For the model to succeed you must have a monopoly on the blades, to be allowed to fix a price that will pay the money you loose with the giveaway.

    Apple with apple tv has a kind of monopoly since apple tv is an entrance in the itunes store world.

    Even if the goods sold in iTunes are available in other stores, your itune’s purchases are available only on iOS devices or apple tv.

    Amazon does not have a monopoly since your purchases in amazon store are available in a variety of devices, ios included.

    Google gives away the nexus to sell commercials and acquire personal usage data, they to don’t have a monopoly too.

    So while apple con thrive with this kind of business and they are doing it just to be prepared to disrupt themselves if this kind of business start to dominate, google and amazon could have not a position strong enough to seriously exploit this market.

    If they get traction perhaps they will not be able to increase the price higher enough to pay for the giveaway.

    Secondary for this business to succeed you have to give away your razor to people without beards, so they will buy your blades.

    A customer of an apple tv is either already an ios user and so a content buyer, or is not and he will become a content buyer, because there nothing else useful to do with an apple tv.

    Google and amazon have a market of low price concerned customers that can or cannot be good customers for google and amazon’s blades. Chances are that this type of customer will not be a high spending one.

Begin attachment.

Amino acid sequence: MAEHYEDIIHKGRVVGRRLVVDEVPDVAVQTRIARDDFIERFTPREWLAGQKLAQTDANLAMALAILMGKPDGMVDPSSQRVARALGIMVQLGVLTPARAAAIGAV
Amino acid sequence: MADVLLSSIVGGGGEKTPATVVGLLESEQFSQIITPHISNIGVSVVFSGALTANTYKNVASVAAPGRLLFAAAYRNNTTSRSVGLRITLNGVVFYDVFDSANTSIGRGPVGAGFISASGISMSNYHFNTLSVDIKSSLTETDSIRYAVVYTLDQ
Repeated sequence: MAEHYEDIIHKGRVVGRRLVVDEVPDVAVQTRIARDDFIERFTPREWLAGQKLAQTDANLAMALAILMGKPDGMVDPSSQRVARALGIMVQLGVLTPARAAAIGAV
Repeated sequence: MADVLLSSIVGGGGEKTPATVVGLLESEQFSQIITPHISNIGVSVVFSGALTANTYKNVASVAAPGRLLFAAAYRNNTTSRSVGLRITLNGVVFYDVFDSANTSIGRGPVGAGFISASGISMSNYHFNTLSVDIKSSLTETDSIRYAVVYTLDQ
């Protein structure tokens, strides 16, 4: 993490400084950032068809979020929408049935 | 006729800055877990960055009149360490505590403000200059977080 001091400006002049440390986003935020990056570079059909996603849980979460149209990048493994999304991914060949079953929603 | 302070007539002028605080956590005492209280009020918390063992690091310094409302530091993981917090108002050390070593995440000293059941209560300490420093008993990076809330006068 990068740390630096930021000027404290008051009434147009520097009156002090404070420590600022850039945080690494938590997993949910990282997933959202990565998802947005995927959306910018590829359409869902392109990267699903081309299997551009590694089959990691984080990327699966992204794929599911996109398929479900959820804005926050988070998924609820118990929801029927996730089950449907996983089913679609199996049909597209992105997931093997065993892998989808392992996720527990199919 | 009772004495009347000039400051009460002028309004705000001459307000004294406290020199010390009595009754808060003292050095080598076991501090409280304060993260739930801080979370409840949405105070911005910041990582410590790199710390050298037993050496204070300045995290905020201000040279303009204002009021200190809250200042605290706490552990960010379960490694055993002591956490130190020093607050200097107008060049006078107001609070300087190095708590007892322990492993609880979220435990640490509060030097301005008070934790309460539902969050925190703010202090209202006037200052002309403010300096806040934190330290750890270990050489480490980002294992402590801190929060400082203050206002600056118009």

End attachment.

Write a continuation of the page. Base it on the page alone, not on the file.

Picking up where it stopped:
For amazon and goole it is not an hobby, it is a bet to get traction in mobile, perhaps a last chance one.

    It seem like they are not competing for a market share but they are trying to disrupt a monopolist position with a dubious alternative strategy.

    • GeorgeS

      “Even if the goods sold in iTunes are available in other stores, your itune’s purchases are available only on iOS devices or apple tv.”

      They can also be viewed on a Mac or PC.

      • http://www.isophist.com/ Emilio Orione

        Not books or magazines, they are iOS only. You are right anyway, they are available only in apple’s world I should have said, thanks.

      • GeorgeS

        True, but the article and comments have been about movies and TV shows.

      • http://www.isophist.com/ Emilio Orione

        True but I was speaking of the business model that gives away the tablet at cost to sell movies, music, books, magazines, apps, user data and user usage data, commercials and in case of amazon almost anything else on their store.
        The point is that apple has more control on prices because there is less interoperability between the iOS world and the external world so external prices have less influence on apple’s prices.
        Not so for google or amazon.

    • http://www.theitvale.com/ Saad Fazil

      “your itune’s purchases are available only on iOS devices or apple tv”

      iTunes purchases are available on PC’s as well, so not restricted to Apple devices only.

      “since your purchases in amazon store are available in a variety of devices, ios included.”

      True, but on Kindle you can only buy Amazon content

    • virgil

      What are you talking about? The “monopoly” means that only Gillette blades work in the Gillette razors – that’s the strategy: you get the razor for free, but Gillette earns money from blades. The strategy fails if 3rd parties get to sell blades for your razor, *NOT* if your blades work in everbody’s razor (in fact, I’d argue you would be happy if people just buy your blades, and don’t bother about your free razor).